Help with this use-case

Hi there,

I’m currently working on a “little” project. I won’t go into detail about what it is exactly, but I’ll explain the use case. The website provides a way to protect the source of Lua code for games. It does this by running the code in a sandboxed environment on a VPS (we can’t do it on a worker because of the memory limit) and then, when the code needs to interact with the game, you send little snippets of more Lua code for execution on the game.

Now, here’s how the system works. First, when the game starts, it sends a request to our Cloudflare Worker that takes the cf-connecting-ip header to verify the request is really from the game server. The worker then tells the VPS to start executing the code. Now, let me give you a little pseudo-code snippet of what the Lua code might be.

-- Listens for when a part in the game is touched
local functions =  marketplace.functions()
local part = functions.getObject('workspace.Part')

functions.registerEvent('Touched', part, function()
    print('Part touched')

Now, this code doesn’t look like much, but behind the scenes, it’s doing a lot. First, the getObject method actually sends a request to the game server telling it to return that part. Then, registerEvent tells the game server to send a request to the worker everytime that part is touched.

Now that I have the use case explained, let me explain the issue. The game sends the initial request telling the server it has started, which then tells the VPS to start executing the code. The VPS might then tell the game to listen for a part to be touched and then the game sends a request back to the worker when the part was touched which then has to tell the VPS that the part was touched to execute the callback.

There’s a lot going on there, but I need to find the most efficient way for all of those different requests to communicate with each other. I want that first initial request to create some sort of function that runs until the game ends which all the other requests feed into so it can handle everything for that game in one central place.

Not sure if this made any sense, I can try and explain it some more if you need me to.

Hey @grilme99! Welcome :slight_smile:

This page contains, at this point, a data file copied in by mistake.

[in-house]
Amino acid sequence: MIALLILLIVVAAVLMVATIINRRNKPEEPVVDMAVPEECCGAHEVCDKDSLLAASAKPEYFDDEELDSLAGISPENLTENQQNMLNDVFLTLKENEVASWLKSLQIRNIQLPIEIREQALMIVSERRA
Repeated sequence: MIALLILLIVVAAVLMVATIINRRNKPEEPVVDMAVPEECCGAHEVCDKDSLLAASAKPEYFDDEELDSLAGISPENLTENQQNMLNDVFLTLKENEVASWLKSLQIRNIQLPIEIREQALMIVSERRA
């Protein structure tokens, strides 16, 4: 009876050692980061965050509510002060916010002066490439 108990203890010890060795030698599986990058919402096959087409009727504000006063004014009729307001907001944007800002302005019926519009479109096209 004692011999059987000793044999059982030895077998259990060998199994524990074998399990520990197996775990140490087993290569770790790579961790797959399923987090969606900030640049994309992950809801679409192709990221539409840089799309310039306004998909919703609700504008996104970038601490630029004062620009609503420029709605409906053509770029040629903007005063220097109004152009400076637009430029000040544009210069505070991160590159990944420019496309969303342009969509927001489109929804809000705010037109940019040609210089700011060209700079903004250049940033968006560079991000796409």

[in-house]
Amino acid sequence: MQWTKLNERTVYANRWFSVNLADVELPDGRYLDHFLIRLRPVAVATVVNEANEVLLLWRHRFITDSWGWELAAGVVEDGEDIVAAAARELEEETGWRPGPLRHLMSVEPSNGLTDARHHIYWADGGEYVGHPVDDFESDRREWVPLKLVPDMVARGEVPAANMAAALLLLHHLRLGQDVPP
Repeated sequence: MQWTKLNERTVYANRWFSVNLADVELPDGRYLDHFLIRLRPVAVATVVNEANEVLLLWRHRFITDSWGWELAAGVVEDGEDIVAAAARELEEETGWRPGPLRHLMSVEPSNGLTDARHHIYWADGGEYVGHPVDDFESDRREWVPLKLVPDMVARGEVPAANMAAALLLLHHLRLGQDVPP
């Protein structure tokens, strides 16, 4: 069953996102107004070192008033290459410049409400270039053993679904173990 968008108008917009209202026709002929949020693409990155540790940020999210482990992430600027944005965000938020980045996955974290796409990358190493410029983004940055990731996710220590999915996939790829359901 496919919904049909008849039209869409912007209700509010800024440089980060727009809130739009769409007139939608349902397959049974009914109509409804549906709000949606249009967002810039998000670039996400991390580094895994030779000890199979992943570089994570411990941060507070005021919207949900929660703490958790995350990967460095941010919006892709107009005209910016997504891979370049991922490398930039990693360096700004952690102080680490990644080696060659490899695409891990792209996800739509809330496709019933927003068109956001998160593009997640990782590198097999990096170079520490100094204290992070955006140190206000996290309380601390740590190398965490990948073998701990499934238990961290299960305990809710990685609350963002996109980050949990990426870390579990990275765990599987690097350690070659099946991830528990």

I want that first initial request to create some sort of function that runs until the game ends

Due to the execution limits for a Worker script, you would be unable to start a function and run it continuously during a game. That being said, if you’re trying to do this in a serverless context (e.g. if you try and build this on a different serverless provider), long-running requests are going to get expensive - is it possible to track state for this in something like Workers KV?


Hey! Thank you for your reply.

I took a look at Workers KV before but decided it wouldn’t be the right choice because, while it has fast read speeds, it says that write speeds are far slower. I would require something that is extremely fast both when reading and writing for tracking state with my use case.

For example, let’s go back to the part touched example in the OP. The game would send a request to a worker, which would then update something in a database to say that the part has been touched. I would then need that original request to pickup that database change as quickly as possible so there is very little latency. Do you know if there is a better option? I’m not on the biggest of budgets, either.

The problem with a game is the gazillion of requests going back and forth, you’d be bankrupt before you’d even get started. I’d suggest looking at a full framework like to get started quickly and iron out a back-end.

How would a framework like Feathers help me? I could use a VPS for the requests that the game sends?

I still need to find the best option for a database.

My point was only that servless alternatives would be too expensive, just like signalnerve pointed out as well. The FeatherJS framework can do the same thing as any webworker can do and a lot more, and it makes handling websockets easier and can keep a connection open just as you wanted. It also supports most databases out there: